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Last Updated: 20070411, meiP7 - Psychoacoustics, Perception, and Listening Tests - 1
Sunday, May 6, 09:00 — 12:00
Chair: Stefan Weinzierl
P7-1 Some Effects of the Torso on Head-Related Transfer Functions—Ole Kirkeby, Eira Seppälä, Asta Kärkkäinen, Leo Kärkkäinen, Nokia Research Center - Helsinki, Finland; Tomi Huttunen, University of Kuopio - Kuopio, Finland
A numerical method based on the ultra-weak variational formulation (UWVF) is used to calculate three sets of Head-Related Transfer Functions (HRTFs). The three sets are made by combining a hard head with a hard torso, a moderately absorbing torso, and no torso. Each set is sampled for every 50 Hz from DC to 24k Hz at 21,872 points almost evenly distributed in the far-field, thus providing a spatial resolution of approximately one degree everywhere. Since the results of the numerical simulations are not contaminated by the response of an electroacoustic chain it is possible to compare the HRTFs of a head and torso model to the HRTFs of the head only without the risk of interpreting a measurement artifact as a physical phenomenon.
Convention Paper 7030 (Purchase now)
P7-2 An Investigation into Head Movements Made When Evaluating Various Attributes of Sound—Chungeun Kim, Russell Mason, Tim Brookes, University of Surrey - Guildford, Surrey, UK
This paper extends the study of head movements during listening by including various listening tasks where the listeners evaluate spatial impression and timbre, in addition to the more common task of judging source location. Subjective tests were conducted in which the listeners were allowed to move their heads freely while listening to various types of sound and asked to evaluate source location, apparent source width, envelopment, and timbre. The head movements were recorded with a head tracker attached to the listener’s head. From the recorded data, the maximum range of movement, mean position and speed, and maximum speed were calculated along each axis of translational and rotational movement. The effects of various independent variables, such as the attribute being evaluated, the stimulus type, the number of repetition, and the simulated source location were examined through statistical analysis. The results showed that while there were differences between the head movements of individual subjects, across all listeners the range of movement was greatest when evaluating source width and envelopment, less when localizing sources, and least when judging timbre. In addition, the range and speed of head movement was reduced for transient signals compared to longer musical or speech phrases. Finally, in most cases for the judgment of spatial attributes, head movement was in the direction of source direction.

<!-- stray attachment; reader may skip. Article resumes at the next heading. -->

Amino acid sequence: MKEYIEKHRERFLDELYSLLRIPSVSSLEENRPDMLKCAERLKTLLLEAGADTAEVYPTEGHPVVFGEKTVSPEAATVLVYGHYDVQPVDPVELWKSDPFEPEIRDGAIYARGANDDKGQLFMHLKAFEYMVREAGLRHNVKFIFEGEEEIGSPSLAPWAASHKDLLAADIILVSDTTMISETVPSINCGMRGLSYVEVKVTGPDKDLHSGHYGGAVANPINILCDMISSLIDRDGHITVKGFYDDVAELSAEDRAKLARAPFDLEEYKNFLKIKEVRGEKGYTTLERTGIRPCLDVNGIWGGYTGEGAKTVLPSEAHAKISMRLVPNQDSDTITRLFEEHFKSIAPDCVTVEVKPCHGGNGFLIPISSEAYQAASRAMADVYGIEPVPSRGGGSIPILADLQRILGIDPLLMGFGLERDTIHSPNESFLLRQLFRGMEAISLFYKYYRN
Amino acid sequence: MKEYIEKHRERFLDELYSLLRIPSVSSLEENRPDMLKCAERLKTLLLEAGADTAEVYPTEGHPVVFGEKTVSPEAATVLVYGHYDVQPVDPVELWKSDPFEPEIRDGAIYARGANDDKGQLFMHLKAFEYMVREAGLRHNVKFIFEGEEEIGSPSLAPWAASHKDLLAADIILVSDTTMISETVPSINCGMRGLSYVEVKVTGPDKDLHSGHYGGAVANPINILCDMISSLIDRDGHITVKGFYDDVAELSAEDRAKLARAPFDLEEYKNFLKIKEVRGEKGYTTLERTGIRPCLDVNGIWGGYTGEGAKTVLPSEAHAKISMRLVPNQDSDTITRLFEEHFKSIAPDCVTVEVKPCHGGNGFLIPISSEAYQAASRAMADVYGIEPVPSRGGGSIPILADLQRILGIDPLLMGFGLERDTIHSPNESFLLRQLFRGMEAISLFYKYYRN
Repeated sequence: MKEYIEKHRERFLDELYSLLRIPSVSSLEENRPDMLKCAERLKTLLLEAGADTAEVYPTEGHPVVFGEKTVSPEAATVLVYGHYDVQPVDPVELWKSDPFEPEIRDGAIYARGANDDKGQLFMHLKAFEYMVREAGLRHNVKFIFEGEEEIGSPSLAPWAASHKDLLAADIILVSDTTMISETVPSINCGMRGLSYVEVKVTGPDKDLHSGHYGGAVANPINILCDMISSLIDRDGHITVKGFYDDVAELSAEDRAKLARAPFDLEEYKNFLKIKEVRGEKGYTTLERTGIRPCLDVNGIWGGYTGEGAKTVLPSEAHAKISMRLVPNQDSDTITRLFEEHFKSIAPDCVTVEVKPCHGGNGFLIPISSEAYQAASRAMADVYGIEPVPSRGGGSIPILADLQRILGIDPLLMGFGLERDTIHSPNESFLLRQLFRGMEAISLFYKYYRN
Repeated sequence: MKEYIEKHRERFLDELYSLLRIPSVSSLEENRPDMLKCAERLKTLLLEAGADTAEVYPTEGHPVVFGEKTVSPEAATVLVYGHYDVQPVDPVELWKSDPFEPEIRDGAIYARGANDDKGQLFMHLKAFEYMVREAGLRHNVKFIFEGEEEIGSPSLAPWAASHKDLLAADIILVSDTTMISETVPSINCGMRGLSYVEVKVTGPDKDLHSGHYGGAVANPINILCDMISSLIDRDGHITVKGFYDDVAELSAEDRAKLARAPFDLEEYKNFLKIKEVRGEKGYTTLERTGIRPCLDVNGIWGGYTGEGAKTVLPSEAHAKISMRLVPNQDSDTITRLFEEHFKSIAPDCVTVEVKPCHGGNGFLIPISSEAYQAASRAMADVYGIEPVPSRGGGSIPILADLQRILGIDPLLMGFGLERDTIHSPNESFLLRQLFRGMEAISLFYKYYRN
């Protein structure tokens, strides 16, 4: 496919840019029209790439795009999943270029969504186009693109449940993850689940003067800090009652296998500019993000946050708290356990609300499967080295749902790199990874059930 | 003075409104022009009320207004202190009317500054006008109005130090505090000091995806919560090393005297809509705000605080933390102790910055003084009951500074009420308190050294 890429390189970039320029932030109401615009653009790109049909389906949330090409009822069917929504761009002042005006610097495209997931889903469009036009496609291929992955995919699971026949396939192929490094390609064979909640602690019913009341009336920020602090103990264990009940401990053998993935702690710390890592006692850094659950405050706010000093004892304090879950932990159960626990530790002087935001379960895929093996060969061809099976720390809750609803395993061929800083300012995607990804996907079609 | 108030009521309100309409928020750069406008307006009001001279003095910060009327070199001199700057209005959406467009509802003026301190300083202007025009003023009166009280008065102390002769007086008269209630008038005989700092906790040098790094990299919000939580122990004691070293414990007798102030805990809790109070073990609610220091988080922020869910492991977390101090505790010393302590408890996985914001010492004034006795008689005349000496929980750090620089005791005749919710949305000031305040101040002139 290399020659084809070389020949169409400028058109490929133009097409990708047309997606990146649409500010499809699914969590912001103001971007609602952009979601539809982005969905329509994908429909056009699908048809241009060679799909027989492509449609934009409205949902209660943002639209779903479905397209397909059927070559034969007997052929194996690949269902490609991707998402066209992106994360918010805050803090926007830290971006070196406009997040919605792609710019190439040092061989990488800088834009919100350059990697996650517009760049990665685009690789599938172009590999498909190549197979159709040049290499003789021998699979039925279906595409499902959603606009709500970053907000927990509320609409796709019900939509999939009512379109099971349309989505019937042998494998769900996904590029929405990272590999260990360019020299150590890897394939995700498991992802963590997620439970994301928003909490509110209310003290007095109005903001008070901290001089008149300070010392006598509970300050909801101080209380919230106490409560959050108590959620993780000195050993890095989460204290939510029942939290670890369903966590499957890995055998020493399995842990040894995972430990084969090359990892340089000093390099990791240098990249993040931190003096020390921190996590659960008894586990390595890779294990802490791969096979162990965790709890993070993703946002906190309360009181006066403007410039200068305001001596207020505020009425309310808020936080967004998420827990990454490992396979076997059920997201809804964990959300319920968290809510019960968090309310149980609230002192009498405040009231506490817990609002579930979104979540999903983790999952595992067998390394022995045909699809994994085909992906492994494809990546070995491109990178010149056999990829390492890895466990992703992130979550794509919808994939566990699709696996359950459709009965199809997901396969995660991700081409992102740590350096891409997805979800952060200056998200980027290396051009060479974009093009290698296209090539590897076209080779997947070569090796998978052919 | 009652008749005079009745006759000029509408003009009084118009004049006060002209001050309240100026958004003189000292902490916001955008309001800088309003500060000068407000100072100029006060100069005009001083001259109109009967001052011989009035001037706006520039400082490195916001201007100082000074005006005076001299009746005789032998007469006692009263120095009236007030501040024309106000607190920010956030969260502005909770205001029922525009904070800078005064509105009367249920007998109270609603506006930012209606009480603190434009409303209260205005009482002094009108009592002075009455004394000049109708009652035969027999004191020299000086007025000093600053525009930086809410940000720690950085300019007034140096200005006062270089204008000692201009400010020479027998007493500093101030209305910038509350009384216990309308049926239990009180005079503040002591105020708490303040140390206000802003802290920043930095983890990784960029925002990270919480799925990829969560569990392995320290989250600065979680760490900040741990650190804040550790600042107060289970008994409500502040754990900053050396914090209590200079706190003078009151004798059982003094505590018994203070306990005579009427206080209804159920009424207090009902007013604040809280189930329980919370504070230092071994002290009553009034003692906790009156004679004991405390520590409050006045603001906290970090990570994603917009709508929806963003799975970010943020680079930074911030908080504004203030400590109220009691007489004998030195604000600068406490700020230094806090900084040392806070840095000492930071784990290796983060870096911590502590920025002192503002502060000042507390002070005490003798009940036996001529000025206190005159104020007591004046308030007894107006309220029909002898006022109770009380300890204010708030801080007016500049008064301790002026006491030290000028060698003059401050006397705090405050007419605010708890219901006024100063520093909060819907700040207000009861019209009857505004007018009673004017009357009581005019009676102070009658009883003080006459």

Convention Paper 7031 (Purchase now)
P7-3 Binaural Resynthesis for Comparative Studies of Acoustical Environments—Alexander Lindau, Torben Hohn, Stefan Weinzierl, Technical University of Berlin - Berlin, Germany